ISLAMORADA -- Monroe County Schools Superintendent Jesus Jara says the district is willing to pay for identity theft protection for the seven board members of the Treasure Village Montessori charter school, whose Social Security numbers were accidentally posted online by district staff last month.
"We'll do it for up to a year," Jara told the Free Press last week.
His comments came as board members expressed outrage, not just because the district exposed them to potential identity theft, but also because they felt the response from Jara had been far from adequate.
"There has been no personal contact from the school district to any of us," Treasure Village Montessori Board Chairman Ed Kinkelaar said last week. "Zero."
Jara's office posted the Social Security numbers on May 2, he said, along with backup material related to a favorable audit Treasure Village Montessori recently received. The audit was part of the agenda for a Monroe County School Board workshop held March 8, but the district is required to remove sensitive personal information, most importantly Social Security numbers, prior to releasing any documents into the public domain.
The Social Security numbers were discovered online the next morning when a friend notified Treasure Village Montessori board member Carol Luse about the problem, Principal Kelly Astin said.
Later that morning, approximately 18 hours after they were first posted, the district removed the Social Security numbers, Jara said. He confirmed that they were taken down in an email to Astin at 3:07 p.m. that day.
But by then at least one board member's identity had already been compromised. Treasure Village Montessori Vice Chairman John Sutter said that since May 3 two fraudulent charges have been made on his credit cards. In addition, since signing up for identity theft protection, he has been alerted to several other attempted fraudulent transactions in his name.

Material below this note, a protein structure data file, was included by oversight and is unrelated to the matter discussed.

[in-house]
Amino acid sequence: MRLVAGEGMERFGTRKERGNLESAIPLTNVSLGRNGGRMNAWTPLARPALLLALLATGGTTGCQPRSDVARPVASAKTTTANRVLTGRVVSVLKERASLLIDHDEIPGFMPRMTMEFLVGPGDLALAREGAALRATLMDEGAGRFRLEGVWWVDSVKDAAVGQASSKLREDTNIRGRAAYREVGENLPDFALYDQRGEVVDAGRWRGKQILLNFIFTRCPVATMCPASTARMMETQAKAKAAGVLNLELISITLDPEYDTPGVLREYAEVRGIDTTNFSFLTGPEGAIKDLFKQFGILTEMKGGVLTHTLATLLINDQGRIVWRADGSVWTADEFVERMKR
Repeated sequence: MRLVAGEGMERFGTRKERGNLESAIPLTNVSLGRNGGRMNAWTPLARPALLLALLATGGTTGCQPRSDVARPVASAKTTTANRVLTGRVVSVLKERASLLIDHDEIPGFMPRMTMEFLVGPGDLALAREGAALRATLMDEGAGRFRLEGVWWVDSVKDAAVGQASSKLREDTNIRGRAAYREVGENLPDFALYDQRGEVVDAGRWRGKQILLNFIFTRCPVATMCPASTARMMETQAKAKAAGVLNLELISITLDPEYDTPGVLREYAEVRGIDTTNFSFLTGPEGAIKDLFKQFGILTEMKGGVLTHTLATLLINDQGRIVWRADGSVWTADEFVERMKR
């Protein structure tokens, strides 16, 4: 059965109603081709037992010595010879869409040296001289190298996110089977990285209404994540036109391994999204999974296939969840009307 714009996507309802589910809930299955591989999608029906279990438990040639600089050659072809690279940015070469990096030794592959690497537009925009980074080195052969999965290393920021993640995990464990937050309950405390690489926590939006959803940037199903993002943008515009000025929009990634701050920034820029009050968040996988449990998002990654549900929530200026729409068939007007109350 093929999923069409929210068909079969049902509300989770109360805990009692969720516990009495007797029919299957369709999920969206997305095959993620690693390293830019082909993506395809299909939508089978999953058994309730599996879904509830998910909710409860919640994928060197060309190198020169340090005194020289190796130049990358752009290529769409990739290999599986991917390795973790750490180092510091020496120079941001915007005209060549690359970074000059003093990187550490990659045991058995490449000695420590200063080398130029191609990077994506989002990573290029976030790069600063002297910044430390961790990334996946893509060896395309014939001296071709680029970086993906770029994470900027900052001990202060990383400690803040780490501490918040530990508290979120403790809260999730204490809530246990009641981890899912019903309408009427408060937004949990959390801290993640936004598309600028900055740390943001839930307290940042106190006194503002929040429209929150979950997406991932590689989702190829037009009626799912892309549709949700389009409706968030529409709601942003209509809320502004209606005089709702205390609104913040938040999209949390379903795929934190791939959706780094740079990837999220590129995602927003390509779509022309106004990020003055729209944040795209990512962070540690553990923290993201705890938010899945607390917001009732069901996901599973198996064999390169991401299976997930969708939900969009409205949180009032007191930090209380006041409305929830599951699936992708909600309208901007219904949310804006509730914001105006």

Sutter said he has spent many hours enrolling in various protection programs, changing account numbers and replacing credit cards. He said the situation has left him feeling violated and worried constantly about his finances.
But plenty of his ire is directed toward the way Jara's office has handled the aftermath of the mistake. Sutter, Kinkelaar and board member Jill Miranda Baker vented frustration not only about never being contacted directly, but also because they had not been assured that steps were taken to prevent such a mistake from happening in the future.
"I understand human error. It occurs in an organization," Sutter said. "What is difficult to accept is that you have a volunteer board that is working to improve education and this is the type of shabby treatment we have gotten from the school district."
In his Free Press interview last week, Jara said the situation had, in fact, been corrected. The mistake occurred, he said, when Treasure Village Montessori sent the audit to his office after the agenda had already been developed.
Eager to make the news available to the public, Jara said he asked for the item to be posted to the web without giving it a close look or directing someone else to do so.
New protocols, Jara said, require multiple eyes to view pending website materials before they are linked to the school board agenda. And nothing is to be posted in haste.
"We did that internally right away, the next day," Jara said.
As for communications, Jara doesn't dispute that he didn't contact the charter school's board members directly. He chose instead to relay information, including a previous offer for the district to cover six months of identity theft protection for the board members, through the principal, Astin.
"The conversation came through me and came through Kelly," Jara said.